Editorial: Long-overdue list from the Diocese

Providence Journal
July 2, 2019

Sunlight is the best disinfectant. It was right of Providence Bishop Thomas Tobin to release a list of 50 clergy members who had been “credibly accused” of sexually abusing children.

We saw the faces of some of the accused spread across the front page of The Providence Journal Tuesday — many of them surely guilty of monstrous acts of cruelty and betrayal. Readers no doubt scanned the list for clergy that had worked in their churches. Only 19 of the 50 are still alive, and none still serve the diocese.

In a letter that Mr. Tobin read in a video, the bishop said that publishing the list “is a difficult but necessary moment in the moment in the life of our Diocesan church.”

He said “our thoughts and prayers turn first of all to those who have been harmed by the grave sin of sexual misconduct by clerics — priests and deacons — over the years.” He offered to the victims, their families and faithful Catholics who have been “rightly scandalized by these disgraceful events ... the profound apology of the Church and the Diocese of Providence. We pray fervently that God will give you the grace of healing and peace.”

The list was released as Gov. Gina Raimondo signed into law a new measure extending from seven years to 35 the time limit for victims to file suits against their molesters. The legislation generally looks forward. Institutions through which molesters acted are protected from further lawsuits if the seven-year statute of limitations has already passed, except in cases of recovered memory.

The Catholic Church’s past gross mishandling of sexual abuse charges — predators were shifted from parish to parish, and children left unprotected — has done lifelong harm to victims and grievously damaged the institution’s reputation. Good priests have been stained by the association, and the church’s charitable mission damaged.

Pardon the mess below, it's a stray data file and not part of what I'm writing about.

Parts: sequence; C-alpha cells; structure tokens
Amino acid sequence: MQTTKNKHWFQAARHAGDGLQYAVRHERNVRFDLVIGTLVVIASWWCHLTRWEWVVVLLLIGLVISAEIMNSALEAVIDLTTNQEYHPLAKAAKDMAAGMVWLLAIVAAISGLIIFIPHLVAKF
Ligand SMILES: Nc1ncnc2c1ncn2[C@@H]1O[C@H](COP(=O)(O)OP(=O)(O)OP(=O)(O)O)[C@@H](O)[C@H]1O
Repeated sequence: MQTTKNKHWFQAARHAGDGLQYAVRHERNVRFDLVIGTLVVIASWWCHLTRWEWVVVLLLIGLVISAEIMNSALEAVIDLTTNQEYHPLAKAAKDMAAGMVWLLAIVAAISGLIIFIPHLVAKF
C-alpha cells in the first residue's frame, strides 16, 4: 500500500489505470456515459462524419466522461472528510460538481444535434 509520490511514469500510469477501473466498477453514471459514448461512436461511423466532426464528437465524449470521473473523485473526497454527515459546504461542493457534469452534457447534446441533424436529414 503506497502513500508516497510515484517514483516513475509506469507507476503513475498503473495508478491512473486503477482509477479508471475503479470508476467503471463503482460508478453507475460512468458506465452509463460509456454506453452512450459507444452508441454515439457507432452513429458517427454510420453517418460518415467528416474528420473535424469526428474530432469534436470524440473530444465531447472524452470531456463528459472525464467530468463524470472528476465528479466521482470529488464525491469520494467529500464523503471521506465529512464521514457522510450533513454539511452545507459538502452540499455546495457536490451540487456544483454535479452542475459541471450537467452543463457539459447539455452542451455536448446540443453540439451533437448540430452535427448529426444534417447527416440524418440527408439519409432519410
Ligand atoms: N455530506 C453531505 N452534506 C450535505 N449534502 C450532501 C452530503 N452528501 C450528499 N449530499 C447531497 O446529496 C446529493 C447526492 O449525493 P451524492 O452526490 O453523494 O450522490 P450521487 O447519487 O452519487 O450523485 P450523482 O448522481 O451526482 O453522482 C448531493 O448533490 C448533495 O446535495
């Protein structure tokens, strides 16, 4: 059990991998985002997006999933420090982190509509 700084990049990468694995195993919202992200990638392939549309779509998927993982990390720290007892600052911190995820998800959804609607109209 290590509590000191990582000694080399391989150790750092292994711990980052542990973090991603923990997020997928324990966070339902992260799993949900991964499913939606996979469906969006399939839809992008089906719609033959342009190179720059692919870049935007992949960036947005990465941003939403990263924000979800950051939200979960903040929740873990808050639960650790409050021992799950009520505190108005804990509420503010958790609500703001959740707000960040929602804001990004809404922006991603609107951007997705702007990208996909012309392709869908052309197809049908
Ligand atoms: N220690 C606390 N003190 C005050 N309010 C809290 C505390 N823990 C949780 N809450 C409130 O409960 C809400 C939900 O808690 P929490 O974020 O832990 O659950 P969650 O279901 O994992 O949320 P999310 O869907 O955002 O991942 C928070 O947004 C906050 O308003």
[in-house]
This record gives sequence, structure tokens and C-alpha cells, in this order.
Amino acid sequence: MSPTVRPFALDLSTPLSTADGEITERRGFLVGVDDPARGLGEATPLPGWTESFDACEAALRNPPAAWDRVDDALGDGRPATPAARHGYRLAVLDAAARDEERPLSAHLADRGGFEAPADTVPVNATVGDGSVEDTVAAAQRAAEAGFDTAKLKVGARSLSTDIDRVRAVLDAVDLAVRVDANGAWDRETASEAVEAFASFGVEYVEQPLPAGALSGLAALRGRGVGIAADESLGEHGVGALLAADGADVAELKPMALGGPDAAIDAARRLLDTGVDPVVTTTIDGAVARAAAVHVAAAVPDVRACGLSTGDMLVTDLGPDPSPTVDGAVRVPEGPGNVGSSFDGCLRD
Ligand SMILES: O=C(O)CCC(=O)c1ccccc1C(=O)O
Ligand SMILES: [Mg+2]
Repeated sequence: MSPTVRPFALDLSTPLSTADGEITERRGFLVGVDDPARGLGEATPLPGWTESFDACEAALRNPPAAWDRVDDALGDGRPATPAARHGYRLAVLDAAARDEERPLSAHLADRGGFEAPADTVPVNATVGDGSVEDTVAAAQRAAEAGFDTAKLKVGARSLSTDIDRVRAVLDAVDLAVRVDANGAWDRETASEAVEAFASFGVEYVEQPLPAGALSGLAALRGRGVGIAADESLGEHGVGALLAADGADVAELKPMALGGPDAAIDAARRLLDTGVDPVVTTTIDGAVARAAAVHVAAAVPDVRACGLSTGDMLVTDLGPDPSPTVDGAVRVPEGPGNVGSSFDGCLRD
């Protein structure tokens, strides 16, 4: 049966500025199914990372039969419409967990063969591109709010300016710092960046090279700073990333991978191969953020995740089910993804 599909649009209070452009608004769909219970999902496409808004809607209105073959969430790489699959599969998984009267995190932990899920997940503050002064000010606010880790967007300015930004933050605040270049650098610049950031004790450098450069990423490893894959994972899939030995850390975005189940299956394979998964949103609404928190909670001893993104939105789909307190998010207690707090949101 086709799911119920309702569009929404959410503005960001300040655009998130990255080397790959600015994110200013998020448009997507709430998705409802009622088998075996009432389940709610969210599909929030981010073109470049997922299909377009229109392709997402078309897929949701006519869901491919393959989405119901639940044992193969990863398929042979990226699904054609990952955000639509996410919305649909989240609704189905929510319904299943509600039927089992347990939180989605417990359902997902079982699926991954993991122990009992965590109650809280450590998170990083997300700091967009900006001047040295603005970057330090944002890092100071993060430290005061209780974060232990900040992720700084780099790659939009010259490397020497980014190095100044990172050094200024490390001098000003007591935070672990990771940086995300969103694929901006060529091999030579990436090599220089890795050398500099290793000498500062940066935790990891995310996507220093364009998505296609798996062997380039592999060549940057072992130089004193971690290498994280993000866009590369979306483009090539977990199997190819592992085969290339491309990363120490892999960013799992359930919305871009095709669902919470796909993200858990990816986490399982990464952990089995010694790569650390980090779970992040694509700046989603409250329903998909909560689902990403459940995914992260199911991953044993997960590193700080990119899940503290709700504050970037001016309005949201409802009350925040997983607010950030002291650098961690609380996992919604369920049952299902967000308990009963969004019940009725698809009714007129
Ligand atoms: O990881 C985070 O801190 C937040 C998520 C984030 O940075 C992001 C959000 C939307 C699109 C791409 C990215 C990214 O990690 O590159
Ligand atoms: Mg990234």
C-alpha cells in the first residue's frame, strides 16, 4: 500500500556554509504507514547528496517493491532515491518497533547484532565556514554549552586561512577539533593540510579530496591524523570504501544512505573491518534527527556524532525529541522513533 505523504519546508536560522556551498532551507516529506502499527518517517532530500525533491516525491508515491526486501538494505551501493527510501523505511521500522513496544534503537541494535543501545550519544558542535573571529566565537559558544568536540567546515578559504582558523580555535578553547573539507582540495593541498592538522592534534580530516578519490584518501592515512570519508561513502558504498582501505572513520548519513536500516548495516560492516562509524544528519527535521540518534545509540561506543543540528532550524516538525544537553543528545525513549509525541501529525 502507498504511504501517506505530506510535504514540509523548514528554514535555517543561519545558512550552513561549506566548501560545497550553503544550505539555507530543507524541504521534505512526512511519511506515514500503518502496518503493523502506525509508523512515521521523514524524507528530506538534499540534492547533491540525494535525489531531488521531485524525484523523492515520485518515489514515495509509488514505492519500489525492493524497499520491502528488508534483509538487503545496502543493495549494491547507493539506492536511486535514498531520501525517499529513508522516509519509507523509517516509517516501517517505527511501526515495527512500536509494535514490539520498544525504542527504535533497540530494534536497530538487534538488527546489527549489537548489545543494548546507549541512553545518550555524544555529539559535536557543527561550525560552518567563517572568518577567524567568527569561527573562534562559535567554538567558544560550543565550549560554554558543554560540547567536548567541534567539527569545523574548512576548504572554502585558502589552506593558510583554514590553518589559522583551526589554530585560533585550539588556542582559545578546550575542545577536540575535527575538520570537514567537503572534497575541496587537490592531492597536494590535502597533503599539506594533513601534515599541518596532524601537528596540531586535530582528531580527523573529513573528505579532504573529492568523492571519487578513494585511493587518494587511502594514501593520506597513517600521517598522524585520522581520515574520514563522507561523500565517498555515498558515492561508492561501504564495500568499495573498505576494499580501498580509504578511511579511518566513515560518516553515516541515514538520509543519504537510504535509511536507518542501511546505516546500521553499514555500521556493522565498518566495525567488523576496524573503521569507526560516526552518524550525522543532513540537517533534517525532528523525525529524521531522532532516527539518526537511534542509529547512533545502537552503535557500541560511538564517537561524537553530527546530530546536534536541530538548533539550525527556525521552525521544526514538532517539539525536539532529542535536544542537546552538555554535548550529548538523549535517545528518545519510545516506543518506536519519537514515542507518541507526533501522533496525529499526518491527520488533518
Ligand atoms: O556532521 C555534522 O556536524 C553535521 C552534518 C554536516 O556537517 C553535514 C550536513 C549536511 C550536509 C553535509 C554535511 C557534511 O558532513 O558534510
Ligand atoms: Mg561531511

We hope that the list will provide at least some comfort to victims who felt they were alone or not believed.

What is most important is that serious changes have been undertaken, and that a system now exists in the Diocese to bring in the police and deal with allegations of sexual abuse immediately.

Predatory sexual behavior is a problem far beyond the Church, of course. “No empirical data exists that suggests that Catholic clerics sexually abuse minors at a level higher than clerics from other religious traditions or from other groups of men who have ready access and power over children (e.g., school teachers, coaches),” Rhode Island native Thomas Plante, a psychology professor at Santa Clara University, wrote last year in Psychology Today.

A 2004 study by the U.S. Department of Education “found that about 5-7 percent of public school teachers engaged in similar sexually abusive behavior with their students” during the second half of the 20th century, while the “best available data reports that 4 percent of Catholic priests sexually violated a minor child” during that period, Mr. Plante wrote.

All this suggests that our society must be vigilant about protecting children, something the Catholic Church failed to do by permitting predators to strike repeatedly.

The abuse of children by those placed in positions of respect and trust is one of the worst betrayals imaginable. All institutions whose members preyed on children must work to help victims heal and do all they can to prevent new abominations.


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